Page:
As will be apparent from the foregoing description, no satisfactory method or apparatus for analyzing a plurality of micro-concentration components present in an aqueous solution has yet been developed, and development of a chromatographic analysis method and apparatus capable of performing analyses at a high efficiency with ease has not yet been achieved.

SUMMARY OF THE INVENTION

One object of the invention is to eliminate the foregoing defects of conventional techniques. It is a primary object of the present invention to provide a chromatographic analytic method and apparatus by which a plurality of micro-concentration components present in an aqueous solution can be separated promptly and simultaneously with a good reproducibility.

In accordance with one aspect of the present invention, there is provided a chromatographic analytic method which comprises introducing a sample of an aqueous solution containing a plurality of micro-concentration components and an eluting solution into a separating column having a length of 20 to 90 mm. The column filled with a separating carrier and placed in a thermostatic oven which also contains a detecting cell connected to the separating column, by means of a constant flow, pulse free feeding pump through a sample introduction device connected to the thermostatic oven.

In accordance with another aspect of the present invention, there is provided a chromatographic analytic apparatus which comprises a column for separating a sample of an aqueous solution introduced from a sample introduction device, a detector for detecting eluates from the separating column and a pump for feeding an eluting solution to the separating column, wherein a separating column having a length of 20 to 90 mm, which is filled with a separating carrier, and a detecting cell for detecting eluates from the separating column are arranged in a thermostatic oven in association with a constant flow, pulse free feeding pump used as the pump for feeding the eluting solution to the separating column.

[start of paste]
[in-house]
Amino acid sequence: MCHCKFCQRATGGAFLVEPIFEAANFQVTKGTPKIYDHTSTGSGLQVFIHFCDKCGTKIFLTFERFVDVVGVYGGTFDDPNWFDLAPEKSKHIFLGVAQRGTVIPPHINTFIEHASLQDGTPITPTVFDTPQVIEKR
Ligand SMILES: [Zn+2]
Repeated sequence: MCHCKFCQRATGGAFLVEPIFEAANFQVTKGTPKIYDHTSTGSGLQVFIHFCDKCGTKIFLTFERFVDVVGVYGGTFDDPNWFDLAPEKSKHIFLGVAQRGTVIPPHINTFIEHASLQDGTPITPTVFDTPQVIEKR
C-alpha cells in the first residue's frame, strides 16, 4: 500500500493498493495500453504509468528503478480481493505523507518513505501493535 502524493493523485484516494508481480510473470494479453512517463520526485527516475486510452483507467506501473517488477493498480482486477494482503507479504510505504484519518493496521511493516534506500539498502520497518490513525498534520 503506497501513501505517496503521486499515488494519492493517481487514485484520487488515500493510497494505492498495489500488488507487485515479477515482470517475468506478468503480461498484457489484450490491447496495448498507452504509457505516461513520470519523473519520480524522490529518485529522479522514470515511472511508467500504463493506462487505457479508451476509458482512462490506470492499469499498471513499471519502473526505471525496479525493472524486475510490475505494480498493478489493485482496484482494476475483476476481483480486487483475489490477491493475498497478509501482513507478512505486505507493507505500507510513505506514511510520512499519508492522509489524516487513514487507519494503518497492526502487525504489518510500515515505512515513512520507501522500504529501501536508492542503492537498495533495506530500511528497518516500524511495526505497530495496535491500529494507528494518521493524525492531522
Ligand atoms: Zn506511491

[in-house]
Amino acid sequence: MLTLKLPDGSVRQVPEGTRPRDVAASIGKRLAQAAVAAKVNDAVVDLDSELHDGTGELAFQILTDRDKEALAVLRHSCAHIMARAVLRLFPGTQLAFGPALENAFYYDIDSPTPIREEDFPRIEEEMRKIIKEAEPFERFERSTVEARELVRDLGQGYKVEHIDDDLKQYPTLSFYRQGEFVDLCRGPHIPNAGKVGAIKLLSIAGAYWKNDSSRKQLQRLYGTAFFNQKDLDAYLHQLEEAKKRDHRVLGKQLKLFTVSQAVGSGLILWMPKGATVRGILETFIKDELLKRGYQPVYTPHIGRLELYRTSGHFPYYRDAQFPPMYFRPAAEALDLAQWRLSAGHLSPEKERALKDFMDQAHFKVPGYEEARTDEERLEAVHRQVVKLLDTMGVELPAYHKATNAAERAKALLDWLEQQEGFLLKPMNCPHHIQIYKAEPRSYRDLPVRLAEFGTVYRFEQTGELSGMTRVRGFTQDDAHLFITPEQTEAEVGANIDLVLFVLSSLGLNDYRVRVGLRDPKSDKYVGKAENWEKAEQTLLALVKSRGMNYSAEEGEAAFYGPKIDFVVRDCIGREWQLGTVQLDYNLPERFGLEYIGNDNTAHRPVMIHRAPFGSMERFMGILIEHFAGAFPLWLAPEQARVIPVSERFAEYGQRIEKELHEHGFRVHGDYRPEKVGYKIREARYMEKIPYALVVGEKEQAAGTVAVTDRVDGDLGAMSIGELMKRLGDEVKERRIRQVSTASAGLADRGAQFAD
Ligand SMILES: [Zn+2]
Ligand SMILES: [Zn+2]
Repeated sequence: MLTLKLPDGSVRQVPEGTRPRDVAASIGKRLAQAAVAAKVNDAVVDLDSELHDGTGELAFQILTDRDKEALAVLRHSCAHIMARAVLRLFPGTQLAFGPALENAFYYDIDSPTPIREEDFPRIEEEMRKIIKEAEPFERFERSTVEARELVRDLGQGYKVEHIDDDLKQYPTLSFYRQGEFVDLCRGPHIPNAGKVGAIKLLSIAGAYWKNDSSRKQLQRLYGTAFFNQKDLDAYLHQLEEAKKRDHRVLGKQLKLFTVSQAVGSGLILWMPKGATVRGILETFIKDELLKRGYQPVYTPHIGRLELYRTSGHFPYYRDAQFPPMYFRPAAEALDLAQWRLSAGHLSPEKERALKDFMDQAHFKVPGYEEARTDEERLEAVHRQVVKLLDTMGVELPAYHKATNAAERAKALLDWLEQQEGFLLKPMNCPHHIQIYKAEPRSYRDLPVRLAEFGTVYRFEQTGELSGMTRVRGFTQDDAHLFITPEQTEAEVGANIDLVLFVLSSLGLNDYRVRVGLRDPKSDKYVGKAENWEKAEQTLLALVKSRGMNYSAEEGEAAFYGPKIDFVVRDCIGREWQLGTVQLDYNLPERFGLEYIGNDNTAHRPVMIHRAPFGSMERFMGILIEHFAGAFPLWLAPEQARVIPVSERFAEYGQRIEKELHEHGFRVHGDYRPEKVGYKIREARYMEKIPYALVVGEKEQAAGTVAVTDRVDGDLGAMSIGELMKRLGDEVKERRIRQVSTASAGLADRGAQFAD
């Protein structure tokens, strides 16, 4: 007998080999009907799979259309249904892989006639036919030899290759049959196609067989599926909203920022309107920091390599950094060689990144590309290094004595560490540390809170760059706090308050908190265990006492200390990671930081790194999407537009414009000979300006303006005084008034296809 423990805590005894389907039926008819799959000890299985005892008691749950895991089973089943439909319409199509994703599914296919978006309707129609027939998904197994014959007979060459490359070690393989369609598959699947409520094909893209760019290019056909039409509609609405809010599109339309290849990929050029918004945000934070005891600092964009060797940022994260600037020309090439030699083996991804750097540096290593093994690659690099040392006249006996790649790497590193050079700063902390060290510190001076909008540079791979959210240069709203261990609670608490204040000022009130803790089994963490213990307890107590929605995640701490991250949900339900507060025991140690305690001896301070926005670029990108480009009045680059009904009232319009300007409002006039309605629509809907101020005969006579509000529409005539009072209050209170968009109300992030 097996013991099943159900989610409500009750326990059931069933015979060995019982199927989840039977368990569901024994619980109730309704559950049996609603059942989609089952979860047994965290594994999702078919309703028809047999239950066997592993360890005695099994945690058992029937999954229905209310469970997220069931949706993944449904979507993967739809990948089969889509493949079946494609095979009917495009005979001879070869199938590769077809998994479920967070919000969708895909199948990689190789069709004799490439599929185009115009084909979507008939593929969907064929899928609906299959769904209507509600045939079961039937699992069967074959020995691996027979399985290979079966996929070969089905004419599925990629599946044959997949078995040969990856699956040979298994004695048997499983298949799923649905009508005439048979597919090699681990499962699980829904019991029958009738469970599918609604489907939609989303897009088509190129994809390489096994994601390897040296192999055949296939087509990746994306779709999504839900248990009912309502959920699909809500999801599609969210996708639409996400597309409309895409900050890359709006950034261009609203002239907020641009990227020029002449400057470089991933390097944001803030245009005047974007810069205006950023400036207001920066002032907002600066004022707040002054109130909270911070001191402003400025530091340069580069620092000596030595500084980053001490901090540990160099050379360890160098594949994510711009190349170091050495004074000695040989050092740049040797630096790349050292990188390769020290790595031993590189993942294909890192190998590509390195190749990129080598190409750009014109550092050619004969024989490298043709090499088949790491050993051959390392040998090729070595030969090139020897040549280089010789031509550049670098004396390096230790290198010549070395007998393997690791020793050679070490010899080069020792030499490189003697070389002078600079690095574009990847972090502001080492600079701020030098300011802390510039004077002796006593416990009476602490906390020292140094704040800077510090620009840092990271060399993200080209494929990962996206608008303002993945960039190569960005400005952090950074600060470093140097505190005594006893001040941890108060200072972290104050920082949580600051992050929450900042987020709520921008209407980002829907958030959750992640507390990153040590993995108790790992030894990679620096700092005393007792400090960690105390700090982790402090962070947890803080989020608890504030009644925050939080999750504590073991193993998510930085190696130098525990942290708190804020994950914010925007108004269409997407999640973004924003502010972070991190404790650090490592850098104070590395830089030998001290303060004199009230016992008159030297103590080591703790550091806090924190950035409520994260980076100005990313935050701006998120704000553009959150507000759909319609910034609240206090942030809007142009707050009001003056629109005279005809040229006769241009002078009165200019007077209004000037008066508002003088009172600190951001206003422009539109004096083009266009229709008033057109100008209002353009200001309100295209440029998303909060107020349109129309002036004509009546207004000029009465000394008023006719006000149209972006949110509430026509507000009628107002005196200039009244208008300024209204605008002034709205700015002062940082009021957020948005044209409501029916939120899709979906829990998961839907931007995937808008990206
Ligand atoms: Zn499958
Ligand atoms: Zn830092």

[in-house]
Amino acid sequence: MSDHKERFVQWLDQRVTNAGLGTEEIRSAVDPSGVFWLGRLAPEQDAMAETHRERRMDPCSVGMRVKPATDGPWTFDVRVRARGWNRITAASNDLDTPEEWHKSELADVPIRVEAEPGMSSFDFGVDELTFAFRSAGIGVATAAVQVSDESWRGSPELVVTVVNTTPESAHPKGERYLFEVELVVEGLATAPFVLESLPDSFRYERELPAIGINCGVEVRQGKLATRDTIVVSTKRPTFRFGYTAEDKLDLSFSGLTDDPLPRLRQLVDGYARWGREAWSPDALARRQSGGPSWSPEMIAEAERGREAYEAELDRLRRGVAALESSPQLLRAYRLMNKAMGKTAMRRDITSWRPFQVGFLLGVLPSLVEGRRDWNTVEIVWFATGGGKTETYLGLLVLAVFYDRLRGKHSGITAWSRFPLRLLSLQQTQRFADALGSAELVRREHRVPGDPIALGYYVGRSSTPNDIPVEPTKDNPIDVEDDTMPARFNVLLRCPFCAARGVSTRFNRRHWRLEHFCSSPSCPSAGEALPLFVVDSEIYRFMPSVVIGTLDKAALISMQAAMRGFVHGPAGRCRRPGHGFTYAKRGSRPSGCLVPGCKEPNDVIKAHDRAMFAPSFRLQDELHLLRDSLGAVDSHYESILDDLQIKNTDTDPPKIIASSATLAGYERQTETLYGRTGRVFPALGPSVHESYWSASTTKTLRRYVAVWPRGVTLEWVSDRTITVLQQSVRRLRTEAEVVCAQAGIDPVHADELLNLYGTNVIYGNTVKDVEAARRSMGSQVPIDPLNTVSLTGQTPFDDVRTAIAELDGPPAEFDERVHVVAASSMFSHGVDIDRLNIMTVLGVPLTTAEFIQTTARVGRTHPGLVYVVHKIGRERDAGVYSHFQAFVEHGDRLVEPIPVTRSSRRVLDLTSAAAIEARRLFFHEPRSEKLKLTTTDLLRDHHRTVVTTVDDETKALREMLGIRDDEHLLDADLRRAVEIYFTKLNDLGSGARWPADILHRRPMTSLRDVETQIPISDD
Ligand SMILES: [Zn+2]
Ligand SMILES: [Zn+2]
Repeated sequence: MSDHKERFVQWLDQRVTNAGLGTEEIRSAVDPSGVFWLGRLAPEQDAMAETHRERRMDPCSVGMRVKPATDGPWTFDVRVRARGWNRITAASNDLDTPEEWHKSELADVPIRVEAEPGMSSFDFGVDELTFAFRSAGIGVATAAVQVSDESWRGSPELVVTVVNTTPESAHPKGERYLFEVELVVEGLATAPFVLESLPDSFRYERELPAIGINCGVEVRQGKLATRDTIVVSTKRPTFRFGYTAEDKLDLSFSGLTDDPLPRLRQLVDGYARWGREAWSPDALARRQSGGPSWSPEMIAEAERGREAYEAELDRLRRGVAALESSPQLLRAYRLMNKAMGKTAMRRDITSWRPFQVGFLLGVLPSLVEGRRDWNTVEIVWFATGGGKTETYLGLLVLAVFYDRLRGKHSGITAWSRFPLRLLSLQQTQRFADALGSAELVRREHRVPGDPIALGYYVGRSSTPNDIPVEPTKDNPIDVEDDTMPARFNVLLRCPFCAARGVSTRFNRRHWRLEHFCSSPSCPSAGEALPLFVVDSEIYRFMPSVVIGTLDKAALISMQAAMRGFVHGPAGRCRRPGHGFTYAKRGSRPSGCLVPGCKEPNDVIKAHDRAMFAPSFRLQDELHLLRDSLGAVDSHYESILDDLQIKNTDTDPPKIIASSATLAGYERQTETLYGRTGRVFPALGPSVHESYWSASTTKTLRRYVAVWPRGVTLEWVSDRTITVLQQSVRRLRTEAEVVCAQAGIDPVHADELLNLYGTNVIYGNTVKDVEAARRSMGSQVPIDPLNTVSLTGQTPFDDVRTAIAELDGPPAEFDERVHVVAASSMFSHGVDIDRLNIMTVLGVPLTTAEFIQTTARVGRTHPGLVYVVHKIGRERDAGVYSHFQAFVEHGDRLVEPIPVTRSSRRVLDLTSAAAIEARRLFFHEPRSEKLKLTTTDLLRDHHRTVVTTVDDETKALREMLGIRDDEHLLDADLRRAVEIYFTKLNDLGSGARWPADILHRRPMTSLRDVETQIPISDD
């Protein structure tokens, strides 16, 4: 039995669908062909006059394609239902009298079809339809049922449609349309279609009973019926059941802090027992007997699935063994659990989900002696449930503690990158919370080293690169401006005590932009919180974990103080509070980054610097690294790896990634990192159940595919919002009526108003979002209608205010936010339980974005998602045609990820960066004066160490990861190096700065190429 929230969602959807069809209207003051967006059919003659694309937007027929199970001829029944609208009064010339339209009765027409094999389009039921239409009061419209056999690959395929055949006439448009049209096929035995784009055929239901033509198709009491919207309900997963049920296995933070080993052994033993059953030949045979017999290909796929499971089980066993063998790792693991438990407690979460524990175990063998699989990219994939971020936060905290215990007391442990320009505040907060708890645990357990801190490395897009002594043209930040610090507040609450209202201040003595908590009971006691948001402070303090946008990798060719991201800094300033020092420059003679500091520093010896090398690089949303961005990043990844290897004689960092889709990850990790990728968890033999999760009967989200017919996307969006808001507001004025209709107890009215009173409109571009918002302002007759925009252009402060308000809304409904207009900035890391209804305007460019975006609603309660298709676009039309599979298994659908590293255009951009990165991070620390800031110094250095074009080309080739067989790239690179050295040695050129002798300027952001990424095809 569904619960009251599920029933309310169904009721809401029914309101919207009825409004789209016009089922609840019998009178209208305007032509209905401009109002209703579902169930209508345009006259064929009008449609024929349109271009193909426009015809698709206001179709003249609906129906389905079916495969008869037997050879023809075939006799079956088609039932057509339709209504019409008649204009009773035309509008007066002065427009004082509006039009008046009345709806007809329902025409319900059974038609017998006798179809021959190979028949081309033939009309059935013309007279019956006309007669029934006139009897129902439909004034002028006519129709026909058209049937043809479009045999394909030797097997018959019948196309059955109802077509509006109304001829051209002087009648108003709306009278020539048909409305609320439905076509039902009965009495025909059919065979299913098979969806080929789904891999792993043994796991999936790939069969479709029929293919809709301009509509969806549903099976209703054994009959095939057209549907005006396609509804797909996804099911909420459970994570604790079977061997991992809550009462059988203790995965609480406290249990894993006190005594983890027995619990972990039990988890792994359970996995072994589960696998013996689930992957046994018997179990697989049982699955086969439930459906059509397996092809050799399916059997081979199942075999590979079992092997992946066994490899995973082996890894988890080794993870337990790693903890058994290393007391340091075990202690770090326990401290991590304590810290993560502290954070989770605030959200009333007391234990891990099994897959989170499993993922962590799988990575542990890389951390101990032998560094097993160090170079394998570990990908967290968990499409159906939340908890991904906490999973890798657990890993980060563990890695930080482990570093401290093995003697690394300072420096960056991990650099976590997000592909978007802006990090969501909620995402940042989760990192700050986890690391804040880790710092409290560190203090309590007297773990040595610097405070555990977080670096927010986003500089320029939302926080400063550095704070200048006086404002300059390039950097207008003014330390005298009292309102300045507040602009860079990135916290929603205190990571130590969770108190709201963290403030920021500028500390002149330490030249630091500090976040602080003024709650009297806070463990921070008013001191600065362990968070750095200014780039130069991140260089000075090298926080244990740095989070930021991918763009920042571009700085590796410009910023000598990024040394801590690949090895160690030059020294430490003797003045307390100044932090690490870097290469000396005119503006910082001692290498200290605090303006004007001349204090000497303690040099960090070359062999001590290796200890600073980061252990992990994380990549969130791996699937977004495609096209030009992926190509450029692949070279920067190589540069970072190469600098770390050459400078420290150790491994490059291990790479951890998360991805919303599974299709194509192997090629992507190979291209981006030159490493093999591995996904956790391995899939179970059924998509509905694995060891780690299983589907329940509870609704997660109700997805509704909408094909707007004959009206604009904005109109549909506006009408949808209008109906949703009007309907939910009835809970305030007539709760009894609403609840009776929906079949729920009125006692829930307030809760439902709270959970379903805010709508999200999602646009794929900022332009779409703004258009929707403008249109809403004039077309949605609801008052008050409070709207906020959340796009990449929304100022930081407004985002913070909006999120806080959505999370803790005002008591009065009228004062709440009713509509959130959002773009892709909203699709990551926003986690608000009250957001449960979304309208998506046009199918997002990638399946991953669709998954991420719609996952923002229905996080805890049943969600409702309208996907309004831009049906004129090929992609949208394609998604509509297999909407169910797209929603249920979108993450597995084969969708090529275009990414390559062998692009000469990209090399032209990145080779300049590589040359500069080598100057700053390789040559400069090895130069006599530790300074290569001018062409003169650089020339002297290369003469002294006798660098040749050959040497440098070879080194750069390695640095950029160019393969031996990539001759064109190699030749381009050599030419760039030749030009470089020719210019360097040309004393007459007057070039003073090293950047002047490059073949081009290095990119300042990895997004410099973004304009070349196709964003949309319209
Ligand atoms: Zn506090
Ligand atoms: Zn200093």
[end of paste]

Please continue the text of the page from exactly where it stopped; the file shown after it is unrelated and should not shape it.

The separating column used in the present invention is employed to separate a plurality of micro-concentration components present in an aqueous solution at high efficiency. The inner diameter of the column is ordinarily in the range of 2 to 20 mm, and a pressure-resistant cylindrical column composed of stainless steel, Teflon, acrylic resin, polyethylene or glass is used. If the length of the separating column exceeds 90 mm, the volume of eluting fluid which is not used for the separation is increased and the separation efficiency is reduced, and furthermore, the size of the apparatus is increased. If the length of the column is less than 20 mm, fabrication of the column becomes difficult.

A separating carrier capable of separating a plurality of micro-concentration components present in an aqueous solution promptly and simultaneously with a good chromatographic reproducibility is used as the separating carrier to be packed in the separating column. Ion exchange gels containing a sulfonic acid, trimethyl ammonium group or amino groups are especially preferred. These gels satisfy the following requirements: (a) the particles size is 1 to 8 μm and the gel has spherical shape, (b) the gel is porous and has a pore size smaller than 1000 Å, (c) the exchange capacity is 0.03 to 1.0 milliequivalent/g, and (d) the gel has a mechanical strength characterized by a compression strength of at least 200 Kg/cm2.

The detecting cell is arranged to detect a plurality of micro-concentration components separated by the separating column without reduction in separation efficiency. It is preferred to use small-capacity cells which do not cause disturbance of the components separated by the separating column or substantially reduce the separation efficiency. Cells having a capacity less than 1.9 μl are preferred. Suitable detectors include fluorescent, conductivity, dielectric constant, electrochemical and utlraviolet detectors, and these are normally selected based on the kinds of components to be detected.